I am disturbed because if you are of a diverse student population you are already labeled to have a greater risk of failure????  Where did these facts come from?  When I first read this sentence I went in with the thought that diversity is not just about race but it's about the things that make us different; however, the second sentence is the sentence that made me change my interpretation of diversity based on the author calling out specific races.  Just because you come from a low income family, African American, Hispanic or learning English as your second language doesn't automatically mean you are going to be a failure.  I can't even deduce logic in that.  I met some students who are going for scholarships and some are from low income homes and they have 3.8 or high grade point averages in high school.  I didn't grow up rich by any means but have done well for myself because of my motivation, discipline and ambition.  I studied hard and worked hard and no matter what when you put your mind to something you can achieve it.  What type of message is this sending to our children?  This is sending a message that if you fit any of these categories you are already stereotyped and put in a box.  African Americans and Hispanics are not the only ones from low income homes either.  People of all races and walks of life can be low income.

I speak at conferences and events on diversity and this article has really ticked me off because:
  1. Diversity is not just about race - diversity is inclusion and embracing differences because when you put different people together the ideas generated are powerful
  2. No matter where you come from if you set your mind to something you can achieve it.  No matter the adversity
  3. If you fit into any of the above categories you are already labeled before you can even start. That is not even fair.
I am very disturbed by this article.  This article also points out individuals with disabilities.  It's 2011 and we need to get past this way of thinking.  Instead of putting people in boxes and labeling them before they have a change, let's encourage each other to be the best person we can be, even if that doesn't fit into your definition.  People are different for a reason and some have challenges in areas that others don't.  Instead of stereotyping and literally saying they are a failure, take the time to take your knowledge and help them out.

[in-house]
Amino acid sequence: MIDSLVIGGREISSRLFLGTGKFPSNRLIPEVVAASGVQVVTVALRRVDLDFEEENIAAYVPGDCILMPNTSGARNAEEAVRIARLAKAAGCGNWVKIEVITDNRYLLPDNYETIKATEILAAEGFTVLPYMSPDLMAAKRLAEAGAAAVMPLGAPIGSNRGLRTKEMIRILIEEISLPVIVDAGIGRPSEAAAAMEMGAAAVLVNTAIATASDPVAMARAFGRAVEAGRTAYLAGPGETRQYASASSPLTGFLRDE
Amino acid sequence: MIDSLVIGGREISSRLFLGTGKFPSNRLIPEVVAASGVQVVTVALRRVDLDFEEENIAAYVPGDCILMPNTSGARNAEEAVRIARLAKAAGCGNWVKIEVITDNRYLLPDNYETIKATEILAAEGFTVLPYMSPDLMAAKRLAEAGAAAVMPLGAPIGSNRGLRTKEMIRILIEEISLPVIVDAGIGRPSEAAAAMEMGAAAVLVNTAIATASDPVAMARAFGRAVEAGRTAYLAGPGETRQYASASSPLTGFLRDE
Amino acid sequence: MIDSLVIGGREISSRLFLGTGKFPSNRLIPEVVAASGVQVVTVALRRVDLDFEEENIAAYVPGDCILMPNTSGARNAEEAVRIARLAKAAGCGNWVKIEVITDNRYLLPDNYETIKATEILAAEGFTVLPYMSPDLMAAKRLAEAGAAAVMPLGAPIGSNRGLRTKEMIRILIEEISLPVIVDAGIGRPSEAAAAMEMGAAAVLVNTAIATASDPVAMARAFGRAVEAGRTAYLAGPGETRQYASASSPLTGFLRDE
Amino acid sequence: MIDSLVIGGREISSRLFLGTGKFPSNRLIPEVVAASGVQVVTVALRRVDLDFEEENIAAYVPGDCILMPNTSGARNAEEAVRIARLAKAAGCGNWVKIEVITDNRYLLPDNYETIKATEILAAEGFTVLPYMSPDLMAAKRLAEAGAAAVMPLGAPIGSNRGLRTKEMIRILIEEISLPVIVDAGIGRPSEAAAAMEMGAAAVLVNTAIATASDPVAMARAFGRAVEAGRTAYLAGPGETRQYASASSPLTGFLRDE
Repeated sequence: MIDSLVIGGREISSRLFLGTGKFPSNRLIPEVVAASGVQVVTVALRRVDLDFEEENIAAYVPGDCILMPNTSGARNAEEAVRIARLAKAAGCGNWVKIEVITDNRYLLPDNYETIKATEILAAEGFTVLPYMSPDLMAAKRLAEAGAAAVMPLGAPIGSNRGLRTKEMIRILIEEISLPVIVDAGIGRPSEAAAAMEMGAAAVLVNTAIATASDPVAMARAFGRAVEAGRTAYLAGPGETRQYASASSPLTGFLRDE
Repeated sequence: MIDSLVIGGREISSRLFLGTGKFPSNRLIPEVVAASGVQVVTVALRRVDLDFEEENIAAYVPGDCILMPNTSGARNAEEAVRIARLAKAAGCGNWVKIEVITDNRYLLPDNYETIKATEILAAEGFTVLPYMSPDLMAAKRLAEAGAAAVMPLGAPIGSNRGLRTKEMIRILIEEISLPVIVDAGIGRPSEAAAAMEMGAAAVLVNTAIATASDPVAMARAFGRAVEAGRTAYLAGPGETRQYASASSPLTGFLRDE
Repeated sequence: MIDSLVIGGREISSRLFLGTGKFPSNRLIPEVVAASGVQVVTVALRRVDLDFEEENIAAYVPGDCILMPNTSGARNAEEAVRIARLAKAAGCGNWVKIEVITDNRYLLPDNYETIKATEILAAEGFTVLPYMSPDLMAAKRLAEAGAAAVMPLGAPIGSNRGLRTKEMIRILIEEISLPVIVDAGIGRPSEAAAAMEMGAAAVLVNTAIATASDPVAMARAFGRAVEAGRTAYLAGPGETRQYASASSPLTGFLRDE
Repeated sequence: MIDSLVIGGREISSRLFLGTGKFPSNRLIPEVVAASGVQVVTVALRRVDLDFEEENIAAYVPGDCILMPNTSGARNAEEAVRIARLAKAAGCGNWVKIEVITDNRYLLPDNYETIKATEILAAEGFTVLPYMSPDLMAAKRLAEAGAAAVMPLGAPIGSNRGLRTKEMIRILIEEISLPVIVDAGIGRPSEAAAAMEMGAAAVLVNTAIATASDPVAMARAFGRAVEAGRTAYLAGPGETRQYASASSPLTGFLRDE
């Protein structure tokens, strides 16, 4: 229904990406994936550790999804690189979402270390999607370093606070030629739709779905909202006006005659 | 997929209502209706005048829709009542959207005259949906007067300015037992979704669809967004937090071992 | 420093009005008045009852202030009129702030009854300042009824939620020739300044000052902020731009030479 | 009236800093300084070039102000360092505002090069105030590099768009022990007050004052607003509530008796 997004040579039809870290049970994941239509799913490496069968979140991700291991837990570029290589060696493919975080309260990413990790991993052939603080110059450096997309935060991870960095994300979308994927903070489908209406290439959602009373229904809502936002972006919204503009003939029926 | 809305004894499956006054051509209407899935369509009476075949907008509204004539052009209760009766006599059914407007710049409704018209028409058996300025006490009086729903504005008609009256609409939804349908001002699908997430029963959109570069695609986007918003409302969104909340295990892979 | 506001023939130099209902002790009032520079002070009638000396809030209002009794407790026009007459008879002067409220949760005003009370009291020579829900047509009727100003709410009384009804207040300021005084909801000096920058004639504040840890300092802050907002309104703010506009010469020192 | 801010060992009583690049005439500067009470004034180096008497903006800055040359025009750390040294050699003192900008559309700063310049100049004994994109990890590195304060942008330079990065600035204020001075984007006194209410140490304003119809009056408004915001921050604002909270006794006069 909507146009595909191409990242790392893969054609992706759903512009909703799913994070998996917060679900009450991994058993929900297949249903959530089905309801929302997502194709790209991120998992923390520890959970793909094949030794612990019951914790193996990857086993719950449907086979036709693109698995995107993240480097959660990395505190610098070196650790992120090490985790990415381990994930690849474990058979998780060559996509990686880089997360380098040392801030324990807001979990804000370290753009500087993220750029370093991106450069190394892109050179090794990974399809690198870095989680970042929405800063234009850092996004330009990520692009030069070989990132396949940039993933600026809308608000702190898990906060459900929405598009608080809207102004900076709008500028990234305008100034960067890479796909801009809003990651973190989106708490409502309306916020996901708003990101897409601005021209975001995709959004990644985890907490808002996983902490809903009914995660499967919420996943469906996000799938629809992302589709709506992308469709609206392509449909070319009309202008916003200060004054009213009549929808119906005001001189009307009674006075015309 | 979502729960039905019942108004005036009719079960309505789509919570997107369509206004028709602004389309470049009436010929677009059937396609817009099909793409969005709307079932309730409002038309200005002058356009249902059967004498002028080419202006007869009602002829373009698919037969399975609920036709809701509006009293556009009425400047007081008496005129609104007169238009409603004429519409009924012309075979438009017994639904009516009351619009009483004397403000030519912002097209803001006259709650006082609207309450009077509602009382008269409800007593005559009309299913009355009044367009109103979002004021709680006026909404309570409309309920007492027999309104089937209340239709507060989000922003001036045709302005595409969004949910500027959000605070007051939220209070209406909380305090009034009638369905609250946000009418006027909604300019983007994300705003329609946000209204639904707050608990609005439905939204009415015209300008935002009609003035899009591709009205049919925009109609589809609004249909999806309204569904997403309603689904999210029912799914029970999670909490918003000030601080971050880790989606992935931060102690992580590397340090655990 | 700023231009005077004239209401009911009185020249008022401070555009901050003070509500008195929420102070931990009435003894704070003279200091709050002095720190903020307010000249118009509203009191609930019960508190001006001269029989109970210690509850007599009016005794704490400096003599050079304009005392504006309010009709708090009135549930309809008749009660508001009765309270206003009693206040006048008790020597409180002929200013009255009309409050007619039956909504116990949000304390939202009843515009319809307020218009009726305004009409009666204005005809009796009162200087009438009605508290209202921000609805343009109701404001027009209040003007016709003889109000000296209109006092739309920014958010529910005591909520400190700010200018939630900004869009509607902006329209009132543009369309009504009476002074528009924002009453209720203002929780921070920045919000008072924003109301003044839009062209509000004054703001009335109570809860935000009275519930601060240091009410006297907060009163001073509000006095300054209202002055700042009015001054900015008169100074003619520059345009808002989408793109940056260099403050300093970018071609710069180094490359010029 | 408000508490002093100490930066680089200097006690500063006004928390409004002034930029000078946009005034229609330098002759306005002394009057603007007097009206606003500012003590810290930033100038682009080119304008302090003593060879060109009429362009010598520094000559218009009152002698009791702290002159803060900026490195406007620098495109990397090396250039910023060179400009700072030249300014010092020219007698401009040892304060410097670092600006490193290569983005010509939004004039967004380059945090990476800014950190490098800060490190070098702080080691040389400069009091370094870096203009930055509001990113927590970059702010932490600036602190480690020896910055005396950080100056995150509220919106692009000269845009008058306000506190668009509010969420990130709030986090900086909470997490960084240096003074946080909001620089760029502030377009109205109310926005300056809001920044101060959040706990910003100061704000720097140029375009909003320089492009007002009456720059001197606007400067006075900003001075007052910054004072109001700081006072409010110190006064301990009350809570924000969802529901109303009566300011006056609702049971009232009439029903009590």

One of the reasons I moved to Iowa is because of their education system.  My children have had challenges in this system but my husband and I are advocates for them.  Parent's DO NOT let people, like the person who wrote this article, label your kids.  Everyone learns different but we must be advocates and examples for our children.  They break through this barrier and encourage our kids to be their best, after all they are our future.

I know this post doesn't relate to business analysis directly but how many times have we been judged as BA's before we even walk into the room or conduct our first meeting?  How did that make you feel?  Now imagine how that would make a child a feel.

Paula Bell

Saturday, July 16, 2011


One of the hardest things on projects is not actually implementing the project but rather dealing with the project dynamics to get the project implemented.  If the project is complex the dynamics are even worse. Personalities, styles and approaches are some of the hardest things to manage on projects.  This is exceptionally true if you have multiple business analysts, project managers, test leads, etc... So how do you manage through the dynamics to get the job done?

  1. If a new person comes on the project team (i.e. business analyst, project manager, etc...) ensure there is a conversation with that individual to find out how this individual works as well as communicate to them how others on the team work.  This may also require the individual to talk directly to the project manager or business, really understand the style.  This will eliminate unnecessary angst later on.
  2. Understand that you may need to tweak your style to fit the project.  This does not mean that you change who you are, but you may have to tailor your approach due to the audience.  This is EXTREMELY important.  As you deal with different stakeholders, different approaches may be required.
  3. It's not about you but rather about successful completion of the project.  If you always remember the end goal it's easier to remember that flexibility will be needed.

People may chalk this up to politics but this is not a political situation this is a situation where the project team needs to figure out how to work with each other.

Project dynamics is something that occurs on every project therefore everyone has to figure out how to navigate through it opposed to fighting through it along the way.

Paula Bell

Saturday, July 9, 2011

Published Article in BA Times

BA times is a business analysis trade magazine that is read all over the nation. I'm very honored to have an article I wrote published.

Check it out:

Friday, July 1, 2011